ARC was originally proposed in 1995, and its planners considered 137 alternatives for improving rail transit between New Jersey and Midtown Manhattan. Eventually, the choices were narrowed down to three: a link to Grand Central Terminal (Alternative G, which would have NJT trains sharing GCT with Metro-North), a stub-end station below the existing Penn Station (Alternative P) and a non-revenue track that would improve throughput between Penn Station and Sunnyside Yards in Queens for yard moves (Alternative S). This writer was a member of the Regional Citizens’ Liaison Committees (RCLCs) for both the ARC and Portal Bridge projects, as were other transit advocates and community activists at the time. Almost all favored Alternative G, because it would allow NJT customers one-seat-ride access to the East Side. That would have complimented current West Side access to Penn Station.
It never happened. At a special meeting of NJT’s Board of Directors in June 2003, it was announced that Alternative G was dead, and that the new terminal would be a stub-end facility below Penn Station. New Jersey rail advocates were stunned. The reasons behind this are complex, as former Metro-North President Howard Permut explained to Railway Age.*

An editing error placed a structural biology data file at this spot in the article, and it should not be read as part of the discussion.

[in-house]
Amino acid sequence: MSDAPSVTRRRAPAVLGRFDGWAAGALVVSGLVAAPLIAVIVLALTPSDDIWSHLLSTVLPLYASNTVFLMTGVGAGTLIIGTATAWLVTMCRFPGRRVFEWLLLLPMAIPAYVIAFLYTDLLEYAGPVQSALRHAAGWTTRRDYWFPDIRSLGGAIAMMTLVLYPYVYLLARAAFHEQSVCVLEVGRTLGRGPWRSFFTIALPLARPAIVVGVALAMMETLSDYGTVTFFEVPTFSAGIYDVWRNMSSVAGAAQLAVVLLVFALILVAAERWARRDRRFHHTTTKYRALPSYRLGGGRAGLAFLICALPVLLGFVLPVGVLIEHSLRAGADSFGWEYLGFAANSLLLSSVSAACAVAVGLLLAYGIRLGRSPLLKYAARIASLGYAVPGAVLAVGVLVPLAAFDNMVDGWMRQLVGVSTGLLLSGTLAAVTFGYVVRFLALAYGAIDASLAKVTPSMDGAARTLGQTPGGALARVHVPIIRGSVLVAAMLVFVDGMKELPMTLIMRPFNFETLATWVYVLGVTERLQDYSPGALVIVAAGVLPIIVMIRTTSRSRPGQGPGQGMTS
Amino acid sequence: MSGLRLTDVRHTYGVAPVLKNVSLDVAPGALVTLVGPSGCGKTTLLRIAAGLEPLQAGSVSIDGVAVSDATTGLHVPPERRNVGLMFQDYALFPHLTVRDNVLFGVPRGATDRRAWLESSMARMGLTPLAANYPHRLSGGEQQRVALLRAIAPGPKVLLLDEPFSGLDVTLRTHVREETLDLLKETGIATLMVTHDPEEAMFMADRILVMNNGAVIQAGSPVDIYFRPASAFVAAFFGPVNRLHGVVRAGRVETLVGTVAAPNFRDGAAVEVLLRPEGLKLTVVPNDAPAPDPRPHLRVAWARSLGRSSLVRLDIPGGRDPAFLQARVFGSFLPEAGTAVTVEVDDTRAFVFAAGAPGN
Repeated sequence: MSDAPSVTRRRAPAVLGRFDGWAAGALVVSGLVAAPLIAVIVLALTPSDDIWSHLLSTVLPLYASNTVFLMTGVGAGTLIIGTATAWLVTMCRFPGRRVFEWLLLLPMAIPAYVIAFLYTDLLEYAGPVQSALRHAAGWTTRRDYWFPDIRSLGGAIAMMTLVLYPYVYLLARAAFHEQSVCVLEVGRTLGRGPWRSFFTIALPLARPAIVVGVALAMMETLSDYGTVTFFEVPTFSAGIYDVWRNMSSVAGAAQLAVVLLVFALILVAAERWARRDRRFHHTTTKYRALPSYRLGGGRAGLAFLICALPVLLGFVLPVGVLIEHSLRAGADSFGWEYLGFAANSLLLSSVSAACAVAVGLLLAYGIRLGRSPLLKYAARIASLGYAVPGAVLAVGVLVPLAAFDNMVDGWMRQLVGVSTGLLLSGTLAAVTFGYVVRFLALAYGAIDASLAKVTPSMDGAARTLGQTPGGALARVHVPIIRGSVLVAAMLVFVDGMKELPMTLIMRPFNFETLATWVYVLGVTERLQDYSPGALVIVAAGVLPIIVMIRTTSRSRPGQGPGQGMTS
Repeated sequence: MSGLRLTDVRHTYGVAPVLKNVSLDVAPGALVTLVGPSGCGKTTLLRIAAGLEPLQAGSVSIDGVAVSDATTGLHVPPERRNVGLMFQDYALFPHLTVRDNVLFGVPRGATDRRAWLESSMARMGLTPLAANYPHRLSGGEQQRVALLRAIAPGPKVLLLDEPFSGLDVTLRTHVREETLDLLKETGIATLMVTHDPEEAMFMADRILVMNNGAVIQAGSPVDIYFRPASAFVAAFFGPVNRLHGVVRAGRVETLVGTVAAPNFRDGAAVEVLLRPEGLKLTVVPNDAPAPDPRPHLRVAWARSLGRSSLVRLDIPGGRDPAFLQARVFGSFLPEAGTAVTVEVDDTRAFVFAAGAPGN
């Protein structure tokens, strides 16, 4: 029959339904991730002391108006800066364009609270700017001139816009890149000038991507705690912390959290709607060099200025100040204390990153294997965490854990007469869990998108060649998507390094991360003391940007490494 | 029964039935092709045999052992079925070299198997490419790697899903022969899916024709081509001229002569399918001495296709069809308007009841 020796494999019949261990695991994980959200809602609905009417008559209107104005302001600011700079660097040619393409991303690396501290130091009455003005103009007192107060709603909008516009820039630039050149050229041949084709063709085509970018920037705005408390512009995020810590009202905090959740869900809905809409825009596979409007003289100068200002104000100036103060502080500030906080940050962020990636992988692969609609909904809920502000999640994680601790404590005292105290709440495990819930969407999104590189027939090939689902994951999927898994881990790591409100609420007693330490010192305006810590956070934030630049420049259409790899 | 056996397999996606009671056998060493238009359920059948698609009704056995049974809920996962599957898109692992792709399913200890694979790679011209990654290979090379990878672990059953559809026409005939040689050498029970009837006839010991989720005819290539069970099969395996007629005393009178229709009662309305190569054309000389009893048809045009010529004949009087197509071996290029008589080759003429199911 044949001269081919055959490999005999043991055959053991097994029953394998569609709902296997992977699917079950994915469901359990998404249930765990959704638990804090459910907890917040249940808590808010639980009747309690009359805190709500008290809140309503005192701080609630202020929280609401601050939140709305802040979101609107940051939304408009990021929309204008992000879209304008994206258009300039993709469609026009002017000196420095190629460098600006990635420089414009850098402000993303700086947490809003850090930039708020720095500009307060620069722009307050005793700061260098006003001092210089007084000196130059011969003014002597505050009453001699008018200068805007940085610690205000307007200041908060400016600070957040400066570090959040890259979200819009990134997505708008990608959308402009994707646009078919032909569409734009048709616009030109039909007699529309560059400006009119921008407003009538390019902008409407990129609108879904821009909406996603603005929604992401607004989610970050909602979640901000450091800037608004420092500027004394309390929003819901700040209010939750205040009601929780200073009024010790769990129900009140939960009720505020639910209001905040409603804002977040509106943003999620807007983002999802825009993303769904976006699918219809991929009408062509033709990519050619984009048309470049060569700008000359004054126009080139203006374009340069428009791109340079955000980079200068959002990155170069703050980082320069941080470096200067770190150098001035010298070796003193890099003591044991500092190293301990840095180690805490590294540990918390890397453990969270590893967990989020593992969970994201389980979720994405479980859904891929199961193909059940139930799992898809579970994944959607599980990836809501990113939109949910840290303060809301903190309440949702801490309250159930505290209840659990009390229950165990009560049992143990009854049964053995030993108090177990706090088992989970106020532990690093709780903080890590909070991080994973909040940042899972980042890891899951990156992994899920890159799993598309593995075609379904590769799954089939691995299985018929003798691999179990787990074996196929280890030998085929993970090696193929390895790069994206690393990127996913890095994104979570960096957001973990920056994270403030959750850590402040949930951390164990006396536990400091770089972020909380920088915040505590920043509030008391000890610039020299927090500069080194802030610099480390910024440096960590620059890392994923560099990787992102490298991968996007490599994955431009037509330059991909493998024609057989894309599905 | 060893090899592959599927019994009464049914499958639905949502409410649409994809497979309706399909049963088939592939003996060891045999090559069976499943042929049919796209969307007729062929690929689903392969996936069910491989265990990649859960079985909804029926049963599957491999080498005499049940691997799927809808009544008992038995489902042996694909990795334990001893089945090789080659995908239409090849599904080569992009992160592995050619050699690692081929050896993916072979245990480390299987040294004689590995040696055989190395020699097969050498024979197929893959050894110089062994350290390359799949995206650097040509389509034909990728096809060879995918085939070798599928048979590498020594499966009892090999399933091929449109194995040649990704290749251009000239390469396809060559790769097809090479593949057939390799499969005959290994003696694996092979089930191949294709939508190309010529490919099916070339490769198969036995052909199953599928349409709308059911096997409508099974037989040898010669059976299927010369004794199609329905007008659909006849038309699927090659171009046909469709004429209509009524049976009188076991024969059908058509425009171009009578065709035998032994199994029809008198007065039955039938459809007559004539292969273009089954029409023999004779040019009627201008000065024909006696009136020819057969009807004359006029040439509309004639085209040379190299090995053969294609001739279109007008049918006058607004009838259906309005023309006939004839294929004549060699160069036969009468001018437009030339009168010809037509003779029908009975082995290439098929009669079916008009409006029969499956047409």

That was the end of the dream of access to a new destination for NJT riders, but there was still hope that the project could deliver redundancy and increased capacity. That hope was dashed in 2007, when NJT announced that the agency would build its own tunnel, which it named THE (Trans-Hudson Express) Tunnel, to a new, deep-cavern, stub-end station far below 34th Street. All trains would be directed either to Penn Station or to the new NJT deep-cavern terminal via Swift Interlocking, a complex junction west of Portal Bridge, which is itself west of Secaucus Junction, opened in 2003 as a transfer point between NJT trains operating in and out of New York and those operating in and out of Hoboken on the Main, Bergen County and Pascack Valley Lines. There would be no redundancy or interconnection for the last eight miles into Manhattan.
To make matters worse, the new design for the deep-cavern terminal required that all riders traverse 175 feet of below-ground vertical infrastructure—the equivalent of a 17-story building. “Upper” train platforms 135 feet below street level placed on top of “lower” train platforms 175 feet down would have escalators taking passengers to a “mid-level” 155-foot-deep mezzanine, to then connect with elevators to subway level, for eventual egress to the street. It was estimated that it would take seven minutes to get to street level from any of the platforms in that terminal—longer than it currently takes to get from 59th Street to 125th Street on the A or D subway lines.